That’s dangerous because it has the potential to create a false sense of confidence among, for instance, small-business owners, who may not appreciate the finer points of what’s going on. On Tuesday, the NFIB said small-business confidence (as measured by their optimism index) hit the highest level in its 45-year history in August.”

Takes brains to turn data & information into knowledge

A recent post really hit the nail on the head in describing a future scenario where the overwhelming quantity of data and information will require well-educated people to analyze, interpret and make plans (knowledge).  It is easy, I think, to infer that those markets (geographies, countries, cities, etc) that are heavily investing into education, training and innovation around mathematics, science and computer science will be the economic, innovation and thought leaders of the future.

Sadly, most of us in the USA watch as our education programs wither from underfunding and especially the under appreciation of teaching as a serious, high-paying profession.

Another take on China – Heisenberg on SA

There are some nuggets in the post and in the comments.   Here is my favorite (bold mine):  “Read an interesting article that the currency bottomed Friday afternoon. It was a good article about how the Chinese guys have been wanting to do this but couldn’t. Now they did it & blamed it on the trade war & not on the real reason that they need a weaker currency to stimulate domestic growth. Sneaky guys with a 3000 yr old civilization. What do they know about social order?

Not to emphasize ‘sneaky’, but that the Chinese leaders have a long history of trials, failures and successes.  They also have the ability to influence the Chinese economy with precision and agility that other countries just cannot do.  I keep watching for irrational bargains surfacing.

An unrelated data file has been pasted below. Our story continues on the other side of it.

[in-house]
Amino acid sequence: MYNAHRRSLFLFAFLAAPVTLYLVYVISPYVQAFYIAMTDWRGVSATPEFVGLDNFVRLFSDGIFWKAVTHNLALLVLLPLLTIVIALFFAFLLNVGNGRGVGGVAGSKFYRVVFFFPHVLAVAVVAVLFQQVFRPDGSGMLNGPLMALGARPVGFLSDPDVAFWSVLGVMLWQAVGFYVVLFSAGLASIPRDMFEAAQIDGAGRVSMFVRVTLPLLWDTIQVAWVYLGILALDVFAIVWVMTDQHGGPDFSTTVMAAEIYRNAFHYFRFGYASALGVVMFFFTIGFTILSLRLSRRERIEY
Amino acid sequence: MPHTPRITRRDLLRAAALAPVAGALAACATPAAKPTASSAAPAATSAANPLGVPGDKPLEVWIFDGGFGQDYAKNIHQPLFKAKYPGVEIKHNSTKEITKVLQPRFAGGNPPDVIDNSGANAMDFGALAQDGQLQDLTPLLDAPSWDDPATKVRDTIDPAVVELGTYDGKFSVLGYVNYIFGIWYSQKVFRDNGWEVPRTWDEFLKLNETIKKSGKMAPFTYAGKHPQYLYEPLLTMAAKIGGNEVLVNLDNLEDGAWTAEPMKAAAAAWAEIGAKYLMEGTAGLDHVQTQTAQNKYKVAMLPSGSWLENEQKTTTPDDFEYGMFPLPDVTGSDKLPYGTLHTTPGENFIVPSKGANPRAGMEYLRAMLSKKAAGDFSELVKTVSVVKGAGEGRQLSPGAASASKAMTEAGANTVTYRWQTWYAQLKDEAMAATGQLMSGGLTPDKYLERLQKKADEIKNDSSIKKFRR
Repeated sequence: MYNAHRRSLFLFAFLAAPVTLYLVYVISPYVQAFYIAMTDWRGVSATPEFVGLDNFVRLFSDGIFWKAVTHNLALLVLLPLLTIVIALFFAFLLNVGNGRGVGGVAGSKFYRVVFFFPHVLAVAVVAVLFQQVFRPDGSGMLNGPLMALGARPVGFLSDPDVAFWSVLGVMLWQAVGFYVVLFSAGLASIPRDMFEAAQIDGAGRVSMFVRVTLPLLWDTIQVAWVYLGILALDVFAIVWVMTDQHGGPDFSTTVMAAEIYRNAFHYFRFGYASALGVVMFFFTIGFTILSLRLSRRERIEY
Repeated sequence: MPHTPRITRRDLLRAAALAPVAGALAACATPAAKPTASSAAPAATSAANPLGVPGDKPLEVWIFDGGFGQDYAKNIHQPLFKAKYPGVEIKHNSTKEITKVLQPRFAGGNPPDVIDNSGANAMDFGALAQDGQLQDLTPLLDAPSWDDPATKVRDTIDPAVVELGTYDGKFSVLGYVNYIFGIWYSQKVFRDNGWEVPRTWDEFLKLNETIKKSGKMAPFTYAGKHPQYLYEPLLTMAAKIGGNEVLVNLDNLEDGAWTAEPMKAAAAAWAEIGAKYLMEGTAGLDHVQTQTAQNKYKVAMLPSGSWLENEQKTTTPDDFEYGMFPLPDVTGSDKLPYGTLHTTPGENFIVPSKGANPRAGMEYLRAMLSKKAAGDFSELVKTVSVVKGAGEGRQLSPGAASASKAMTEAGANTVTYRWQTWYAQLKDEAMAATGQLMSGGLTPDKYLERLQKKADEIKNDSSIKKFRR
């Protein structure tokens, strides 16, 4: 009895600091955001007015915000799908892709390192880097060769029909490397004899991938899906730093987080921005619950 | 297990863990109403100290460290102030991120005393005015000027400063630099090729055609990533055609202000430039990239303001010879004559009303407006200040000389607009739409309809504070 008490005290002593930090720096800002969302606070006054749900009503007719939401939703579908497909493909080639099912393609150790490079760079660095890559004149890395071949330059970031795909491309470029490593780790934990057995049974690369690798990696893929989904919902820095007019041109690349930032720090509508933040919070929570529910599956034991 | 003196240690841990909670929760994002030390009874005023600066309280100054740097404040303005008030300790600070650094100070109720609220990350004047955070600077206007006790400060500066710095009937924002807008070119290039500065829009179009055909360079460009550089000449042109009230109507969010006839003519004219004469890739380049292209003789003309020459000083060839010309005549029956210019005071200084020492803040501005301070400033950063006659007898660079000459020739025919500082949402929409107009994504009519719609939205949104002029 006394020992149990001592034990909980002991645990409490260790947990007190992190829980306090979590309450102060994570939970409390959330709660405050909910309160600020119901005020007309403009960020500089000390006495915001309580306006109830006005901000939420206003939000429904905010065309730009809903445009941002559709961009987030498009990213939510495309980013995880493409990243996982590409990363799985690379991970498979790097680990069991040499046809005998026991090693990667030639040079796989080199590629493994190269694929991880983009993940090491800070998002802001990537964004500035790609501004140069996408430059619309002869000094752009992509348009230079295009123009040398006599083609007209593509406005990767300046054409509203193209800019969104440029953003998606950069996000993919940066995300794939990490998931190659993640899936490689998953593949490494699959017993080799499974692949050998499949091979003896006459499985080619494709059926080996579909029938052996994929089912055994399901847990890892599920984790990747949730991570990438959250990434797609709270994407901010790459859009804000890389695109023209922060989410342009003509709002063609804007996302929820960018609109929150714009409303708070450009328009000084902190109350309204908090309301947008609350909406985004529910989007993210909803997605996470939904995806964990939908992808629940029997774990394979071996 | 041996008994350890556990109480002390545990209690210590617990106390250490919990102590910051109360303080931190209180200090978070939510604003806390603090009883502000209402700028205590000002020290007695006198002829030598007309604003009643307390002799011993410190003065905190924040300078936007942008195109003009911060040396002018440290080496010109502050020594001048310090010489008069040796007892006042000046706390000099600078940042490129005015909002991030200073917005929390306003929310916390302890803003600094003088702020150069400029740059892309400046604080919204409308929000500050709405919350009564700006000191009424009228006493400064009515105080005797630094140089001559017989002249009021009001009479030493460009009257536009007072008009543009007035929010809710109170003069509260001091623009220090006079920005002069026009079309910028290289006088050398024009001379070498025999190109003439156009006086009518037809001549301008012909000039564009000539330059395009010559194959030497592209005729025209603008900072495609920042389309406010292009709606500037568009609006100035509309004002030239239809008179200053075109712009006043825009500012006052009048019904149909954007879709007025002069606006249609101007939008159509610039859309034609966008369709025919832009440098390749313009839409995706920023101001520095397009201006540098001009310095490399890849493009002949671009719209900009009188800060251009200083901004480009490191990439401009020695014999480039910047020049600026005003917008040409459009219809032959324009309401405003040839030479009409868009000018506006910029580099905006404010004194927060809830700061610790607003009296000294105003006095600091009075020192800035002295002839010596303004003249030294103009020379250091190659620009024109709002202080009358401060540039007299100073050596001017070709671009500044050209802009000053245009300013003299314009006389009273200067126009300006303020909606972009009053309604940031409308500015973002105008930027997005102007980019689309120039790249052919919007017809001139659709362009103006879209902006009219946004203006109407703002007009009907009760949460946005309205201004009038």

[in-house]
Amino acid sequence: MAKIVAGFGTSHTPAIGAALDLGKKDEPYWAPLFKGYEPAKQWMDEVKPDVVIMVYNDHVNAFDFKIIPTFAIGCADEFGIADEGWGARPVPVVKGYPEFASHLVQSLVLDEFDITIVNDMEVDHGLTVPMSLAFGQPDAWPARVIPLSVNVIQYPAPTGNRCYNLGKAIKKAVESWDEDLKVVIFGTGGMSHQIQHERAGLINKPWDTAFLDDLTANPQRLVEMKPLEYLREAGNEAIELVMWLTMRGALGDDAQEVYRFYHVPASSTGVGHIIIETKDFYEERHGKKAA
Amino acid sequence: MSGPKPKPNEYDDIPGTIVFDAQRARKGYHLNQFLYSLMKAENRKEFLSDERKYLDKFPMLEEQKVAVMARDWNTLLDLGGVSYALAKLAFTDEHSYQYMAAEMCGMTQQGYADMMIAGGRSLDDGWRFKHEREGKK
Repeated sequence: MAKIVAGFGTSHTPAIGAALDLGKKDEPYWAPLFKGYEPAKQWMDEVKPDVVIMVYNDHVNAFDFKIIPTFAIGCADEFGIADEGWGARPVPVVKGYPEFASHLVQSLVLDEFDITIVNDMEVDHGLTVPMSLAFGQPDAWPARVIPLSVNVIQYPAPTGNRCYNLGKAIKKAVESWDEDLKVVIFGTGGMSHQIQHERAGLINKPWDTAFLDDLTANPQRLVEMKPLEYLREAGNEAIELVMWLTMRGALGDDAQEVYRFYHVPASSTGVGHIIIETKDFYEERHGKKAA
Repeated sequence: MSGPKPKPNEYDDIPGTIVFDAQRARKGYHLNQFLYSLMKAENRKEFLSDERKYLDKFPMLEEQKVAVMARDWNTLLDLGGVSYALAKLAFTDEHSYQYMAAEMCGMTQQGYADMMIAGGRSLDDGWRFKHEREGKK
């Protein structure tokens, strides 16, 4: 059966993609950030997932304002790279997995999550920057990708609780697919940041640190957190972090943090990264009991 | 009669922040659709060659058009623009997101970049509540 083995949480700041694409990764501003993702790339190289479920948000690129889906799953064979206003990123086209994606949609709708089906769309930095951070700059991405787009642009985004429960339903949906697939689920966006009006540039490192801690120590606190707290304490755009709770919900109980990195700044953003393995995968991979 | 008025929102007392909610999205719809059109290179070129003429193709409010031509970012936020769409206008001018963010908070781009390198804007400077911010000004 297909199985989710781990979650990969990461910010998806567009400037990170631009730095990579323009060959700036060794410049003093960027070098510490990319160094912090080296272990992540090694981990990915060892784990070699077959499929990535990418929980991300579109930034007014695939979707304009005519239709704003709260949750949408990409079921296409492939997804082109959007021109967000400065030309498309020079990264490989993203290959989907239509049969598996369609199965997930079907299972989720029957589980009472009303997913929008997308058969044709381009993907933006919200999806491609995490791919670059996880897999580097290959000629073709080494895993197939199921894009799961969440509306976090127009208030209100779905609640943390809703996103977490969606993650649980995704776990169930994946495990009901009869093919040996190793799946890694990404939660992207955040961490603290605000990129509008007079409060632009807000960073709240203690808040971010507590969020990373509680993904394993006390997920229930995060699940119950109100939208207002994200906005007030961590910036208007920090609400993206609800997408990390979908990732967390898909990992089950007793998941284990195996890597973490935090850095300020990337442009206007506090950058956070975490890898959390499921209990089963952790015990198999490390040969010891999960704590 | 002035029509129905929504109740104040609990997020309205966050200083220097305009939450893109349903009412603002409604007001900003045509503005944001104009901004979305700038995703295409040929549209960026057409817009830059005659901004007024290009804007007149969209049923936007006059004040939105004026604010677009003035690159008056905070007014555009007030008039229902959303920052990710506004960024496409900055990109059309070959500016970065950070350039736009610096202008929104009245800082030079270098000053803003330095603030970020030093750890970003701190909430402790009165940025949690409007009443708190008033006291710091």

Blackrock on China

This report helps a bit … while superficial  data brush (it’s free afterall) … their summary that a) growth deceleration is not that bad, b) the economic policy transition to consumption is working (while early), c) tech and consumer companies do not carry the same level of troubled debt that manufacturers carry, and d) the trade war is the biggest risk.

This has not changed my favorable long term view on both China technology and Tencent specifically

Lance’s weekly update has a very interesting data set that I assumed was true, but had not seen it so easily / clearly described.   I am leaning toward another longer term position in SPY Puts …

Here is the data set – “copied”

However, with the ongoing trade war rhetoric brewing between China and the U.S., a negative surprise certainly maintains a high enough probability to pay attention to.

As I noted over the last few weeks, participation remains concerning as Bob Farrell’s rule #7 states:

“Markets are strongest when they are broad and weakest when they narrow to a handful of blue-chip names.”

For the year, 10 stocks have made up almost entirely all of the gains of the market. Actually, a better way would be to say:

“The top-10 stocks have more than offset the losses from the rest of constituents so far this year given the markets are only up 3.22% ytd.”

S&P Expected Revenue Growth – Brian Gilmartin

This is an absolutely critical data set to watch thru the Q2 earnings reporting … any company that misses their segment revenue growth is a prime short candidate; any sector collectively less than this, trouble.  What i am most interested in is the next version of this w/ >75% of reporting complete.  Will these revenue growth rates hold, or will they be revised downward?   I am not that interested in earnings at this point.